More than 53,000 people are diagnosed with head and neck cancer in the U.S. each year. The treatments for it can affect someone for the rest of their life. Many who live with the condition claim it doesn’t receive the attention and funding it deserves.
Now, a woman is out to change that. Her motto is “live and help live.”
"We're gonna cue up,” said Sherry Carlisle Smith, speaking on a Facebook live stream. "Guys, get ready. We've got an exciting program this morning with Sherry's Saturday Voice. We are coming to you live this morning from Miller Piano Specialists. If this broadcast is not for you, it’s for someone.”
Smith read the words written by photographer Debra Sheridan. With the live stream, she acts as Sheridan’s voice.
On a morning shoot, Sheridan photographed Gary Talley of the classic rock band, The Box Tops.
"She's an expert. She's the best,” Talley smiled.
Sheridan has challenges directing her subjects.
"I lost my voice in 2014,” she said, speaking through an electrolaynx. "Verbal communication is not possible while I'm photographing, so I do a lot of demonstrating to my subject."
After being diagnosed with tonsil cancer, Sheridan’s esophagus, trachea, and vocal cords were damaged by treatment.
"People say to me, ‘Well, I'm so glad you don't have a real cancer like breast cancer.’ I'm like, ‘Wait a minute. This isn't a real cancer?’" she said. "Cancer is cancer.”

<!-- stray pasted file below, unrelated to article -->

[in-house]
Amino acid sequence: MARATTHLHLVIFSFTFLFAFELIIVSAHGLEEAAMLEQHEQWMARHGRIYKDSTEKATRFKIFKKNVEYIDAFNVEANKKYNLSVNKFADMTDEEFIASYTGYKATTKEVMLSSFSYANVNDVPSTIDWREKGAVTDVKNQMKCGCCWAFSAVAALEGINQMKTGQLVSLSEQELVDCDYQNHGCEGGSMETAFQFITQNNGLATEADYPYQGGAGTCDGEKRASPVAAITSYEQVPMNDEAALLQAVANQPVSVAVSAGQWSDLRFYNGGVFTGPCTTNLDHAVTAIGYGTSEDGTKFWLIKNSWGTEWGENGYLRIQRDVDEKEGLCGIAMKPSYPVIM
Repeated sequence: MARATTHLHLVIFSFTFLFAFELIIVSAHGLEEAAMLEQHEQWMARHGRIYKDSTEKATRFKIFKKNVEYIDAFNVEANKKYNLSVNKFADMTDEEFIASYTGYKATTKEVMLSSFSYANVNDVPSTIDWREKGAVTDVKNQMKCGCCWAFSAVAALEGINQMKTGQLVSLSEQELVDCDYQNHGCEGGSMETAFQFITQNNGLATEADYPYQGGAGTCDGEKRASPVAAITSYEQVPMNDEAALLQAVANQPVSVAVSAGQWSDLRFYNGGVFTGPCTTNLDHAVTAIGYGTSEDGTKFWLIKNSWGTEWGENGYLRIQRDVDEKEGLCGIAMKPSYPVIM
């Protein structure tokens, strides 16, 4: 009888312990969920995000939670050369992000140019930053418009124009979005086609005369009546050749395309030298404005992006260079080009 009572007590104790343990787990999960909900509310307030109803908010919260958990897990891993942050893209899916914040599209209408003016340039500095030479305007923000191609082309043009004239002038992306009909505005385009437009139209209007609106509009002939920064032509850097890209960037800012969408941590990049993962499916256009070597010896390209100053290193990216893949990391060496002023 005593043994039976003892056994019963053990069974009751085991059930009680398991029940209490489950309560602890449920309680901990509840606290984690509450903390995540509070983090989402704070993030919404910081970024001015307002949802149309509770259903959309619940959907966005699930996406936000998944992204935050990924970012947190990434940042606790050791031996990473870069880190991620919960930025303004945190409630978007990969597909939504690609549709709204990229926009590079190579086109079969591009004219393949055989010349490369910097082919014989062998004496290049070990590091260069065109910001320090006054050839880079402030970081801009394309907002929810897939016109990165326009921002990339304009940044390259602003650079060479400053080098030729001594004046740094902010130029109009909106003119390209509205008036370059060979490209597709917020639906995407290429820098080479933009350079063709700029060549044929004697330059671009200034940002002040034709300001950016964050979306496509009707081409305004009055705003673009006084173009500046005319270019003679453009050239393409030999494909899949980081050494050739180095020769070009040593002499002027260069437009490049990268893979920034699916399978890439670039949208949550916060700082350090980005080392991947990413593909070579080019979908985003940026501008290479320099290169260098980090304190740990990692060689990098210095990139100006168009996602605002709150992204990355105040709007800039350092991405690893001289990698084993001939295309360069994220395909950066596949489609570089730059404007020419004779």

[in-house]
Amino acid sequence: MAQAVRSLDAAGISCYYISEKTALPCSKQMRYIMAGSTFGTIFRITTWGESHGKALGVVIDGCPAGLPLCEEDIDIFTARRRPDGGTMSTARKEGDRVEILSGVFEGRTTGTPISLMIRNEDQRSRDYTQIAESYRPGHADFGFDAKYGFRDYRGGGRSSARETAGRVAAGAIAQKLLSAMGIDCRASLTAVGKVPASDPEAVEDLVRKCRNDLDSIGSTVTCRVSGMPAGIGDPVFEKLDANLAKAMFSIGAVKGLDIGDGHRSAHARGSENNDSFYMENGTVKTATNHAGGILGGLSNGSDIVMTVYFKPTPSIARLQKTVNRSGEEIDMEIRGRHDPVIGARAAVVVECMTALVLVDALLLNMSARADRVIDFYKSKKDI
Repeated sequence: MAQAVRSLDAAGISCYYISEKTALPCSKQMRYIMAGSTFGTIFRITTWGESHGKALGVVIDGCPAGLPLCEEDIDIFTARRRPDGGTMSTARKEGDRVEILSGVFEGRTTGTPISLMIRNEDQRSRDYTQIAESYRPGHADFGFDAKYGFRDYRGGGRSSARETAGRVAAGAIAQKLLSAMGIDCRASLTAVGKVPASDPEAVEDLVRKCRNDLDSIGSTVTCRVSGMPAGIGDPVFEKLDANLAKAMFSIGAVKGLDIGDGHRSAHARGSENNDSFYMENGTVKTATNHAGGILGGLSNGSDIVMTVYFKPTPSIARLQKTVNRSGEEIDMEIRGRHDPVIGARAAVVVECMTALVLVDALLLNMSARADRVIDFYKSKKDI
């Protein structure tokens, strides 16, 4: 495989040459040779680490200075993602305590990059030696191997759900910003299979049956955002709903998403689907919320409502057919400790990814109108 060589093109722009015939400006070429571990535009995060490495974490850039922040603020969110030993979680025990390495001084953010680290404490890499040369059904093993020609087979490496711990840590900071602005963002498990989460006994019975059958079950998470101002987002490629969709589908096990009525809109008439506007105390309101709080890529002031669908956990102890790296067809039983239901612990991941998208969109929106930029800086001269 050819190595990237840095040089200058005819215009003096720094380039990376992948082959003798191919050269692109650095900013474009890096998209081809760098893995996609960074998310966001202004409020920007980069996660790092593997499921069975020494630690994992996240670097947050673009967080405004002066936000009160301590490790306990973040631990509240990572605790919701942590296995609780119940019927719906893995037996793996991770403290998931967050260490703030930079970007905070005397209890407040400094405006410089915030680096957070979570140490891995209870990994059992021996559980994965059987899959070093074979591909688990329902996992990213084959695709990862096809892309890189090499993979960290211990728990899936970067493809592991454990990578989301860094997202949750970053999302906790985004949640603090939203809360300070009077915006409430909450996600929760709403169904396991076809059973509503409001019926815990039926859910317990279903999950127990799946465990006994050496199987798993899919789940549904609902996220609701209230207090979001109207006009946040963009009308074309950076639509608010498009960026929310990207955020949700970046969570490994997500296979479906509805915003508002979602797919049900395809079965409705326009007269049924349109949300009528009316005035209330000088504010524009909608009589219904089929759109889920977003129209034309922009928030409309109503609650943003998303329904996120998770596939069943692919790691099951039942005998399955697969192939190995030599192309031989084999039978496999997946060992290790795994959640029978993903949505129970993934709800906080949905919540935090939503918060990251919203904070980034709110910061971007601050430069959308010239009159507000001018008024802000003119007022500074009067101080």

Sheridan said struggles with speaking, eating, and breathing are enough to stop many people with head and neck cancer from going in public. To get awareness and resources for people living with head and neck cancer, she started the Faces of HNC non-profit and launched a weekly live stream.
"Head and neck cancer is under-supported,” Smith said in the live stream. “It's just not important enough to people to direct their cancer dollars. The despair and high suicide rate is my call to action."
Smith runs Miller Piano Specialists in Franklin, Tennessee. A friend of Sheridan’s, she live streams Smith’s Saturday Voice on the Faces of HNC Facebook every Saturday morning.
"I didn't write these scripts,” Smith said. “These are by Debra Sheridan. I'm from Kentucky. These would not end up like this! I am the advocate. I am the voice."
Years ago, before many treatments, Sheridan took a ride through the country. A video she took is the last recording of her natural voice.
"When I lost my voice, I found my eye,” she explained.
Taking such a scenic drive just before those treatments is so like Sheridan. No matter how hard life gets, she finds the beauty in it. It's easy to see the good when you have a friend like Smith.
"She said, ‘I don't know why I'm here,’” Smith said, remembering a dinner conversation with Sheridan from years ago. “I looked at her and said, ‘I do. You have the ability to help others. You weren't put on this earth to get cancer and die.’ I don't feel I met Debra by coincidence."
"Everybody needs their own Sherry,” Sheridan said. “I think we all need an advocate for those times we don't have the ability to speak for ourselves."